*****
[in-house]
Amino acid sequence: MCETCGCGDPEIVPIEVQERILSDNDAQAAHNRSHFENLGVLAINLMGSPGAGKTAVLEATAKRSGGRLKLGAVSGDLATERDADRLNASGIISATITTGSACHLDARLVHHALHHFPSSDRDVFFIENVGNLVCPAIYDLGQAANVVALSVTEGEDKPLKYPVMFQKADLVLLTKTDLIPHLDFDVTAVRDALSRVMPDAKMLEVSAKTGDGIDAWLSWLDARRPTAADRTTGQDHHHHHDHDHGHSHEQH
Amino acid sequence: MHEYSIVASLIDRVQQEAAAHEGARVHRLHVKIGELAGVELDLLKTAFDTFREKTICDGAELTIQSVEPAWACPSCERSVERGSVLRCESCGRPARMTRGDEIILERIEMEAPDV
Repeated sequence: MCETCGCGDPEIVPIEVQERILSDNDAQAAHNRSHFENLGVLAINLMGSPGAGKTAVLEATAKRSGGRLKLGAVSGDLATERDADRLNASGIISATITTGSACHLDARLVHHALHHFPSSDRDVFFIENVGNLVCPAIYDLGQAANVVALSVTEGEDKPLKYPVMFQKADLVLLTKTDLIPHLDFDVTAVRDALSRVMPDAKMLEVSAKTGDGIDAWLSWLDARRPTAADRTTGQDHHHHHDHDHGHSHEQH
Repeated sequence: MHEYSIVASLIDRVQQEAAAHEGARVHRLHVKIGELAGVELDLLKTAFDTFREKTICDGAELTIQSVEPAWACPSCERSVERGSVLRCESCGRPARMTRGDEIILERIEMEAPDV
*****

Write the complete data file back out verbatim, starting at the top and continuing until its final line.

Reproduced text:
[in-house]
Amino acid sequence: MCETCGCGDPEIVPIEVQERILSDNDAQAAHNRSHFENLGVLAINLMGSPGAGKTAVLEATAKRSGGRLKLGAVSGDLATERDADRLNASGIISATITTGSACHLDARLVHHALHHFPSSDRDVFFIENVGNLVCPAIYDLGQAANVVALSVTEGEDKPLKYPVMFQKADLVLLTKTDLIPHLDFDVTAVRDALSRVMPDAKMLEVSAKTGDGIDAWLSWLDARRPTAADRTTGQDHHHHHDHDHGHSHEQH
Amino acid sequence: MHEYSIVASLIDRVQQEAAAHEGARVHRLHVKIGELAGVELDLLKTAFDTFREKTICDGAELTIQSVEPAWACPSCERSVERGSVLRCESCGRPARMTRGDEIILERIEMEAPDV
Repeated sequence: MCETCGCGDPEIVPIEVQERILSDNDAQAAHNRSHFENLGVLAINLMGSPGAGKTAVLEATAKRSGGRLKLGAVSGDLATERDADRLNASGIISATITTGSACHLDARLVHHALHHFPSSDRDVFFIENVGNLVCPAIYDLGQAANVVALSVTEGEDKPLKYPVMFQKADLVLLTKTDLIPHLDFDVTAVRDALSRVMPDAKMLEVSAKTGDGIDAWLSWLDARRPTAADRTTGQDHHHHHDHDHGHSHEQH
Repeated sequence: MHEYSIVASLIDRVQQEAAAHEGARVHRLHVKIGELAGVELDLLKTAFDTFREKTICDGAELTIQSVEPAWACPSCERSVERGSVLRCESCGRPARMTRGDEIILERIEMEAPDV